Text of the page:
A Strong Democracy for a More Fair and Just Society

A Grand Challenges Q&A with Lena Morreale Scott
National Student Vote Summit 2023

The Maryland Democracy Initiative (MDI), funded by a Grand Challenges Impact Award from the University of Maryland, strives to create a more fair and just society by building the capacity of all people for a lifetime of civic participation. It expands interdisciplinary, community-centered research about democracy and civic engagement; offers innovative teaching and learning opportunities; and hosts civic engagement convenings. 

MDI is one of 11 projects involving College of Education faculty that were funded by Grand Challenges Grants earlier this year. In all, the university awarded more than $30 million to 50 projects addressing pressing societal issues, including educational disparities, social injustice, climate change, global health and threats to democracy. The Grand Challenges Grants Program is the largest and most comprehensive program of its type in the university’s history.

Led by Lena Morreale Scott, senior faculty specialist and director of the Civic Education & Engagement Initiative, MDI includes colleagues from the College of Behavioral and Social Sciences, Philip Merrill College of Journalism, School of Public Policy and College of Education.

Scott discusses how the initiative is empowering people to strengthen democracy and make a difference in their communities and society.

Lena Morreale Scott

What are some of the major threats facing democracy today?

Democracy is under attack. We see it in extreme political polarization, dangerous rhetoric begetting political and social violence, and people’s lack of trust in government institutions, including public schools and higher education. We see it in intentional efforts to undermine fundamental principles of democracy like the rule of law and the peaceful transfer of power. We see it in hyperpartisanism and targeted disinformation designed intentionally to disenfranchise people, to sow seeds of social and racial conflict, and to dupe policymakers and people into denying science. We see it in threats to democracy and free speech in schools, school board meetings and public libraries across blue and red states, and around the world where aspiring despots from the left and right are gaining power and influence.

Why are civic education and civic engagement so important?

When Lincoln was trying to preserve the nation and unify the country, he described democracy as “government of the people, by the people and for the people.” Our government relies on our input and engagement with it. We have the power and the opportunity to choose our elected officials, influence their decisions and hold them accountable. In fact, the first few words of the Constitution are “We the People, in order to form a more perfect union … .” But our democracy doesn’t live up to its ideals because many people’s voices are silent or have been silenced. Many people cannot effectively use their voice to create the change they seek. By preparing and inspiring people to engage in their civic life, we empower them to take on other grand challenges like literacy, climate change and systemic racism. We can’t solve any of these problems if we don’t teach people how to solve problems–using democratic skills like analyzing sources of information, communicating conclusions, advocating for ourselves and others, engaging in dialogue, listening, compromising when appropriate, and building alliances.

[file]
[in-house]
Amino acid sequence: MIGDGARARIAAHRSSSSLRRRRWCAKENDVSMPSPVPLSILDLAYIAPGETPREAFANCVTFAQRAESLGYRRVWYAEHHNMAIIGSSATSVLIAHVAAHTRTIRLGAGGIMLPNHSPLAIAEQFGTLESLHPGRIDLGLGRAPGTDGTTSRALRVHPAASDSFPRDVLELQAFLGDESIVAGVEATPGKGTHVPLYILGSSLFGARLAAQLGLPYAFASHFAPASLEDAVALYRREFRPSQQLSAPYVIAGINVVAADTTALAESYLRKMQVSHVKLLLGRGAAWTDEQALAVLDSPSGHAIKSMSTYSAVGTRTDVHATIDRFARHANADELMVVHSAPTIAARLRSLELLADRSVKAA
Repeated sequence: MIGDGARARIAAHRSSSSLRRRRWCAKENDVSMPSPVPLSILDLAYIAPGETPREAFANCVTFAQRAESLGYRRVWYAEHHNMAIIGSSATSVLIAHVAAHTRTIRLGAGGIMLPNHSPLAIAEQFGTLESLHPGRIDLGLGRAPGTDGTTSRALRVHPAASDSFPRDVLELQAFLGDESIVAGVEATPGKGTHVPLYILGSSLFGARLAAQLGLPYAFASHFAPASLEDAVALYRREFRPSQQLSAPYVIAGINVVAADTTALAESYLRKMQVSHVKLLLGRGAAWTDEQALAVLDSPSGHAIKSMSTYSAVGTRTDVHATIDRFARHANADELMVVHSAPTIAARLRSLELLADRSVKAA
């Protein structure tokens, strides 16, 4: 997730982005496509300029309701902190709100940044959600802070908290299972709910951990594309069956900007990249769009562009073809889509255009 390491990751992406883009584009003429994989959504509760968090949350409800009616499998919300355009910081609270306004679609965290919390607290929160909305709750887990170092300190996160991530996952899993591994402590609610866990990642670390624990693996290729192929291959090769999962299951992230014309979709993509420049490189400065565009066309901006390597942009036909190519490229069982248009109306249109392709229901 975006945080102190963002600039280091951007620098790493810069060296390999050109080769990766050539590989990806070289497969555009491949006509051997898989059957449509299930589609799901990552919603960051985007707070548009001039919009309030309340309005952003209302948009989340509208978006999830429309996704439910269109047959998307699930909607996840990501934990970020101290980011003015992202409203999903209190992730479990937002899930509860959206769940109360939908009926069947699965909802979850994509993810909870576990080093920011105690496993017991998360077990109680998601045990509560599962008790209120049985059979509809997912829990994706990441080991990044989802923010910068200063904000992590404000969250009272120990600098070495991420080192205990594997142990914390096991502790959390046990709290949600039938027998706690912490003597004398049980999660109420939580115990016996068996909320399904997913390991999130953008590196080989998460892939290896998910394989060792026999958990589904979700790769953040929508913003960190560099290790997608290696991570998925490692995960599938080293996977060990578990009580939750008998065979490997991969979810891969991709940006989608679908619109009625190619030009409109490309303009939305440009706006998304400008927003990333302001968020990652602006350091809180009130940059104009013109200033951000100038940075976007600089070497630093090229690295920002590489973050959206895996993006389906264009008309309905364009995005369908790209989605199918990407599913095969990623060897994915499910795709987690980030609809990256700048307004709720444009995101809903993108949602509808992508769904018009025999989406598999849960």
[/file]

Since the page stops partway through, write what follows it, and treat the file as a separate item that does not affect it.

There are many elements of civic engagement that can strengthen the fabric that holds us all together. Civic engagement includes voting, but it can also be attending a school board meeting or staying informed about what is happening around you. Civic engagement can be having a meaningful dialogue with people whose political opinions are the same as and/or different from yours and thinking about where there could be common ground. Civic engagement can be volunteering in your neighborhood or joining a community garden. 

MDI believes in empowering people with civic knowledge, skills and opportunities for informed, effective and lifelong civic engagement. We want to enable people to use their talent, passion and concern to strengthen democracy. We want to build civic agency: the belief that you can make a difference, that “we the people” can improve our democracy.

Illustration by Jeannie Phan

How will MDI make a difference? 

This initiative has three core areas: research, teaching and learning, and civic engagement opportunities.